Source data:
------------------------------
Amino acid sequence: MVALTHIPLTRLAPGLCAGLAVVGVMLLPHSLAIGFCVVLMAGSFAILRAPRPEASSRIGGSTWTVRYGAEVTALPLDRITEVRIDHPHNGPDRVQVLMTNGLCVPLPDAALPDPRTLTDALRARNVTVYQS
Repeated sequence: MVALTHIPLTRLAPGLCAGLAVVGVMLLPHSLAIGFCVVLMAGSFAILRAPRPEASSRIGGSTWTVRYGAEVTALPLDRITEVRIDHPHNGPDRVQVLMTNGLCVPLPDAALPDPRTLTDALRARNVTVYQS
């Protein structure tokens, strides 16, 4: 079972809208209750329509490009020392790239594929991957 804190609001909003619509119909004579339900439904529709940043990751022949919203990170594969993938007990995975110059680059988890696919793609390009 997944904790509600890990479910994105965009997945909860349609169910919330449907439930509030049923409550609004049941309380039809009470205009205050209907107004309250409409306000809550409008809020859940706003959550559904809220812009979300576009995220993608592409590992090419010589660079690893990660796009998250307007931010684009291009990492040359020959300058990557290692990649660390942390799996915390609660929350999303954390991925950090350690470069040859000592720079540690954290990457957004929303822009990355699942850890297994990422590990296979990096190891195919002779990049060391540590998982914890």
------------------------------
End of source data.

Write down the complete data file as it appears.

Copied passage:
Amino acid sequence: MVALTHIPLTRLAPGLCAGLAVVGVMLLPHSLAIGFCVVLMAGSFAILRAPRPEASSRIGGSTWTVRYGAEVTALPLDRITEVRIDHPHNGPDRVQVLMTNGLCVPLPDAALPDPRTLTDALRARNVTVYQS
Repeated sequence: MVALTHIPLTRLAPGLCAGLAVVGVMLLPHSLAIGFCVVLMAGSFAILRAPRPEASSRIGGSTWTVRYGAEVTALPLDRITEVRIDHPHNGPDRVQVLMTNGLCVPLPDAALPDPRTLTDALRARNVTVYQS
């Protein structure tokens, strides 16, 4: 079972809208209750329509490009020392790239594929991957 804190609001909003619509119909004579339900439904529709940043990751022949919203990170594969993938007990995975110059680059988890696919793609390009 997944904790509600890990479910994105965009997945909860349609169910919330449907439930509030049923409550609004049941309380039809009470205009205050209907107004309250409409306000809550409008809020859940706003959550559904809220812009979300576009995220993608592409590992090419010589660079690893990660796009998250307007931010684009291009990492040359020959300058990557290692990649660390942390799996915390609660929350999303954390991925950090350690470069040859000592720079540690954290990457957004929303822009990355699942850890297994990422590990296979990096190891195919002779990049060391540590998982914890």